The show, Bigg Boss, has always been synonymous with controversy. In fact, one could say that the format is such that it is meant to shock. So, aggressive behaviour from contestants, fights, arguments and controversial tasks are all part of the show.
This time, the I&B Ministry raised concerns apparently because of the task given to Pratyusha Banerjee, which involved sitting on an electric chair and being given electricity shocks. The ministry has sent showcause notice to the channel after it felt that some of the content aired by it on popular reality show Bigg Boss 7 was not appropriate for unrestricted public exhibition.
While host Salman Khan put up a defence on air, saying that the shocks given were not strong, former contestant Samir Soni says, "The audience is smart and knows what they want to watch. People know what expect. If you don’t like it, don’t watch it. The format of the show is about putting celebrities under stress."
TV actor Aman Varma recalls his own experience from a different show: “I had to perform a similar task on Iss Jungle Se Mujhe Bachao. Why didn’t the I&B Ministry question it back then? The shock given is safe and simply tickles you.” Aman also makes an implication that Pratyusha was “acting… For votes, celebrities behave as if they’ve had a near-death experience. It’s a show where everything is monitored and just done for entertainment."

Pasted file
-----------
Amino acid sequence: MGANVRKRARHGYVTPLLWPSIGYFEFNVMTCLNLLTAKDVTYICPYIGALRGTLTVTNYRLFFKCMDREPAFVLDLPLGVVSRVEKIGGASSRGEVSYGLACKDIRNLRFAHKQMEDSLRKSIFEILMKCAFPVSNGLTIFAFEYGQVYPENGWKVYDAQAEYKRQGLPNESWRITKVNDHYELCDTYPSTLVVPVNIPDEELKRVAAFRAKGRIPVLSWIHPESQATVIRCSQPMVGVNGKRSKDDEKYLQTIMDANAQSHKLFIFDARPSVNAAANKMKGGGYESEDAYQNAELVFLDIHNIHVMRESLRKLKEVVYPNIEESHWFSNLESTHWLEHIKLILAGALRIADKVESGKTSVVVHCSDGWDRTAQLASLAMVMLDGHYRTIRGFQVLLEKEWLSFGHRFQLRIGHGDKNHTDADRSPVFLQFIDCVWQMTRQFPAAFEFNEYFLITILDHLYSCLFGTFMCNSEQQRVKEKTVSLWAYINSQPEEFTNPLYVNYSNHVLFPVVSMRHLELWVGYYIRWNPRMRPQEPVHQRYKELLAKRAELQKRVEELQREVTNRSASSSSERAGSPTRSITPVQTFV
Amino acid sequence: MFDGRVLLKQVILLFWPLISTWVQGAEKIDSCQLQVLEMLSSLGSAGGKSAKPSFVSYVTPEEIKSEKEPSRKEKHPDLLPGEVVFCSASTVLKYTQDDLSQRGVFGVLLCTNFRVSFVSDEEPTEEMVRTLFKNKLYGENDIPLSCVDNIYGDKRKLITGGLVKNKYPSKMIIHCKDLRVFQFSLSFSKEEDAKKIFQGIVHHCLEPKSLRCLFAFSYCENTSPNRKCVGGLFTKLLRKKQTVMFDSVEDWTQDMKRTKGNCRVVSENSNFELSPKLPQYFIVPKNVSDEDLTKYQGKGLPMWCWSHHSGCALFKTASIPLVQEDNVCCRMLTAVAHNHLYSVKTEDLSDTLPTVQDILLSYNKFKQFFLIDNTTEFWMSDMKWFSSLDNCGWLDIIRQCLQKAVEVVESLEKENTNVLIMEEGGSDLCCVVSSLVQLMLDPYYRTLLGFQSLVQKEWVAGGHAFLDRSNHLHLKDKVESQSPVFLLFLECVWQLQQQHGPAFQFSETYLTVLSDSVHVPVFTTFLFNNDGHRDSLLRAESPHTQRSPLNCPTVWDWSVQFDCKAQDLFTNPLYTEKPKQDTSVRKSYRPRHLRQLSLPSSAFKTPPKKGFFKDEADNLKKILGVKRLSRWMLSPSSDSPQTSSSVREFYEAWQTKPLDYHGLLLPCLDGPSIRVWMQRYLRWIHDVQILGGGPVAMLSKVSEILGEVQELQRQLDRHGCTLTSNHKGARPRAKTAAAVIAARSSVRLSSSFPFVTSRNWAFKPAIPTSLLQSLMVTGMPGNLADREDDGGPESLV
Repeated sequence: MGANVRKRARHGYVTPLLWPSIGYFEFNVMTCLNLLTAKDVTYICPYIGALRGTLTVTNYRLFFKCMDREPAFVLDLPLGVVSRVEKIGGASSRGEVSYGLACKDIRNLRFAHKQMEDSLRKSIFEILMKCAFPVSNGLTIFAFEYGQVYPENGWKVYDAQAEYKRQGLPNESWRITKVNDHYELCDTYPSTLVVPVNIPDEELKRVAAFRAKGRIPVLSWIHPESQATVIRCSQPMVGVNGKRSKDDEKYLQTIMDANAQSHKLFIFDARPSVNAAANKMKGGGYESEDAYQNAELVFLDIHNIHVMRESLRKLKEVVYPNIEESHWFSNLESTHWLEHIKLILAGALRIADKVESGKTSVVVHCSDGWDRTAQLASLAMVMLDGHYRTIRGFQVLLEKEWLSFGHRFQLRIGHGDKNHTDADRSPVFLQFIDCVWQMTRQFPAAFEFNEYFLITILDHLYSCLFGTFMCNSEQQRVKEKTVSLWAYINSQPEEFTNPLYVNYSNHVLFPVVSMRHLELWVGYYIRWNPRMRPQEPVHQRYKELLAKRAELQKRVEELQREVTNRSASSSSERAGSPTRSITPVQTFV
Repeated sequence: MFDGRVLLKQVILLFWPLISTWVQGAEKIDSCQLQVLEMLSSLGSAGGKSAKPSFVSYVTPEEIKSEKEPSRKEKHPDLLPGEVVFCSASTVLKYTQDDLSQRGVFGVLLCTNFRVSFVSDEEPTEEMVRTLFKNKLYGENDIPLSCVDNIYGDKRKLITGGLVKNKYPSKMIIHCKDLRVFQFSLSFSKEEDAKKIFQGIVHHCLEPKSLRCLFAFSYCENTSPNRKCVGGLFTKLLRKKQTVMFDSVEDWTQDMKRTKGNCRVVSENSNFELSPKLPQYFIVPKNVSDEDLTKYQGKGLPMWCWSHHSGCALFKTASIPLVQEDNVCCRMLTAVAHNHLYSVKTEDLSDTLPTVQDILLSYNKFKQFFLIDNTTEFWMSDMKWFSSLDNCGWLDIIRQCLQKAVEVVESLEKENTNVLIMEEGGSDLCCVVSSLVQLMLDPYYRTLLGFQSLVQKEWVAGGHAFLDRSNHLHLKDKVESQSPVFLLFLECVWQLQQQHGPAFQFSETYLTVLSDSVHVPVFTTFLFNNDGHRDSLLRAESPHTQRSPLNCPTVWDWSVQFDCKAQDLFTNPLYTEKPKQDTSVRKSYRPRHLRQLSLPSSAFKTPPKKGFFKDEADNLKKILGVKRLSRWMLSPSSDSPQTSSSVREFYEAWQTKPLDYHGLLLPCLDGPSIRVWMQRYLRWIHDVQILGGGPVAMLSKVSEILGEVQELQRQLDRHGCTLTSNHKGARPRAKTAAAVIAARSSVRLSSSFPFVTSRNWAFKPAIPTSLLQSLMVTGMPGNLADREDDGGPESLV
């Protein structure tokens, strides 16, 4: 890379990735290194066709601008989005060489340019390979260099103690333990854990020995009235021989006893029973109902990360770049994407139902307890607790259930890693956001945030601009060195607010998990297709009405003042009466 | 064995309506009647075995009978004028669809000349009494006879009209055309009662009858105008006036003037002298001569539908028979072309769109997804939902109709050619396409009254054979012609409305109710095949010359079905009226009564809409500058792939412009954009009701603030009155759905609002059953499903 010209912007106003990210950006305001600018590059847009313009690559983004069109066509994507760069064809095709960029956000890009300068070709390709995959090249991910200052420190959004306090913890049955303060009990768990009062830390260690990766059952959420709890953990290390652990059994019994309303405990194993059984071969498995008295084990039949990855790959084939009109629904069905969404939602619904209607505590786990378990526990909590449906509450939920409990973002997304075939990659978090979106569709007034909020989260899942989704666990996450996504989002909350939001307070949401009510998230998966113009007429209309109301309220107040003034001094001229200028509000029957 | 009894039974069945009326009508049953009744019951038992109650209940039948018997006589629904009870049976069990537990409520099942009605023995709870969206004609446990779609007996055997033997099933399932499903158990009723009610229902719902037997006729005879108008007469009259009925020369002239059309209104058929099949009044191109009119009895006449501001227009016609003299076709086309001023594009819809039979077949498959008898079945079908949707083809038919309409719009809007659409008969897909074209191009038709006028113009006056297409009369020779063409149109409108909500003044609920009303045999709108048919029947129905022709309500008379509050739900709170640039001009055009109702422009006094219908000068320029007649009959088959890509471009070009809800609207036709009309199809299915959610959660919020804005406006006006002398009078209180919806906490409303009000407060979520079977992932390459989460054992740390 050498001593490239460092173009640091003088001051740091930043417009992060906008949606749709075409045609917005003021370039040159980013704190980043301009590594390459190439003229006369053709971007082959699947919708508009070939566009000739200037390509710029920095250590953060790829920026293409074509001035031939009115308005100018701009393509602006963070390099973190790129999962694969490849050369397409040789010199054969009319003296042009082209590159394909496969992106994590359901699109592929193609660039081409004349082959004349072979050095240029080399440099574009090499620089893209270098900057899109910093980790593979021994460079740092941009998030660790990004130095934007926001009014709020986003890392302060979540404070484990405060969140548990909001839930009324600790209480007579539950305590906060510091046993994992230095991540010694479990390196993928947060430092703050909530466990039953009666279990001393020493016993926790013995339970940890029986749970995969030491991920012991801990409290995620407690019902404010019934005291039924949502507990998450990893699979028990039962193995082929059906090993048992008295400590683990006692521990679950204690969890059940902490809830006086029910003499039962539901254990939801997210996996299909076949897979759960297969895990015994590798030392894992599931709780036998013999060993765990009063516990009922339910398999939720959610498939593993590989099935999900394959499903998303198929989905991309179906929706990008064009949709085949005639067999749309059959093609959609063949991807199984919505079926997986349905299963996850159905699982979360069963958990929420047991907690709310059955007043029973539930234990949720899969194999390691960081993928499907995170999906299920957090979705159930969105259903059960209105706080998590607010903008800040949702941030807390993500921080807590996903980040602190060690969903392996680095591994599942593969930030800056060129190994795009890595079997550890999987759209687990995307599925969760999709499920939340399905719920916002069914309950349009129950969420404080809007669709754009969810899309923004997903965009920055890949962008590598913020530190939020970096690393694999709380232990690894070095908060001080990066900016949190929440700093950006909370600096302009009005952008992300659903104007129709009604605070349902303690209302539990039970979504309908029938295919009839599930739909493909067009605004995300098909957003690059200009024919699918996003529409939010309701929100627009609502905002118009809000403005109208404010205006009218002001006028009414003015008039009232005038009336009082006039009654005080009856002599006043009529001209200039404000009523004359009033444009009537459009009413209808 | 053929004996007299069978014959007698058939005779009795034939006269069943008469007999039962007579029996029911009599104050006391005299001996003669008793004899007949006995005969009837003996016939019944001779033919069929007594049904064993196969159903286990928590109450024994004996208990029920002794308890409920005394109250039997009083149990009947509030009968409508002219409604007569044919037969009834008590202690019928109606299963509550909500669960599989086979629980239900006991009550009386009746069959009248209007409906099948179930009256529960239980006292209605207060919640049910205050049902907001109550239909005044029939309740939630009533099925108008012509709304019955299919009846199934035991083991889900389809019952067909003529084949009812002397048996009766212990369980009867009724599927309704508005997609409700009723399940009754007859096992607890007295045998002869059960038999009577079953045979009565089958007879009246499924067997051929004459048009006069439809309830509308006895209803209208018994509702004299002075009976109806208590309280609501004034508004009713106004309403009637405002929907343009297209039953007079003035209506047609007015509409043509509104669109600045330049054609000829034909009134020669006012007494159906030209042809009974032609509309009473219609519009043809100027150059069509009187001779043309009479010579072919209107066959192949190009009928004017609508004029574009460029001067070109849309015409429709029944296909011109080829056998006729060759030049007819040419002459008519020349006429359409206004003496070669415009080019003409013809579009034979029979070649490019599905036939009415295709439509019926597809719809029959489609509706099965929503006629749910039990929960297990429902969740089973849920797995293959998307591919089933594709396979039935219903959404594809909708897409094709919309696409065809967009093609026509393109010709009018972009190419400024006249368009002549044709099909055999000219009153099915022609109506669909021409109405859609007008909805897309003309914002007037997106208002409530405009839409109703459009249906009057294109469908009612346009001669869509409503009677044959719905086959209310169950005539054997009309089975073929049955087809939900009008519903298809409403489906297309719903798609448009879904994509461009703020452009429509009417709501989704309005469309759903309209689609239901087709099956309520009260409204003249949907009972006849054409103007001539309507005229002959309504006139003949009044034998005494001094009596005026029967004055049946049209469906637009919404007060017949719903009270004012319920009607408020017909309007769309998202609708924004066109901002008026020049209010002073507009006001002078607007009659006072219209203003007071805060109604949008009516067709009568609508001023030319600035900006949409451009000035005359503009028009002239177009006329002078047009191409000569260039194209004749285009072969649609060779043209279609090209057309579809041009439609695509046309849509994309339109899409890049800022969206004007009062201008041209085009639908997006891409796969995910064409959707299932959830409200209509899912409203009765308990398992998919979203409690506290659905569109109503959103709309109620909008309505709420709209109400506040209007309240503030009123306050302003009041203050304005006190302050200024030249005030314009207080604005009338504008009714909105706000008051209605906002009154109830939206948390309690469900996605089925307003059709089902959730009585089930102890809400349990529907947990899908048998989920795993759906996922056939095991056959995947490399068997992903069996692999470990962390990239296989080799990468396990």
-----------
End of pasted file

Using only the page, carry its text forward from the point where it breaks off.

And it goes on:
"It was felt that the content exhibited was not suitable for unrestricted public exhibition and prima facie it is violative of the programming code under the Cable TV Act so the ministry has issued a show cause notice and asked the channel to explain," a source told PTI. A court had also asked the ministry to examine the content aired on the show, they said.
During the fourth season of the show, too, the I&B Ministry had issued a show cause notice over alleged abusive language, and wanted it shifted from prime time to a late night slot. However, last year, the channel claimed they were cutting out negativity to bring it back to the 9 pm slot. Ex-contestant Delnaaz Irani says, "People know what the show entails. And shifting it to a later slot doesn’t mean people won’t watch it."
(With inputs from agencies)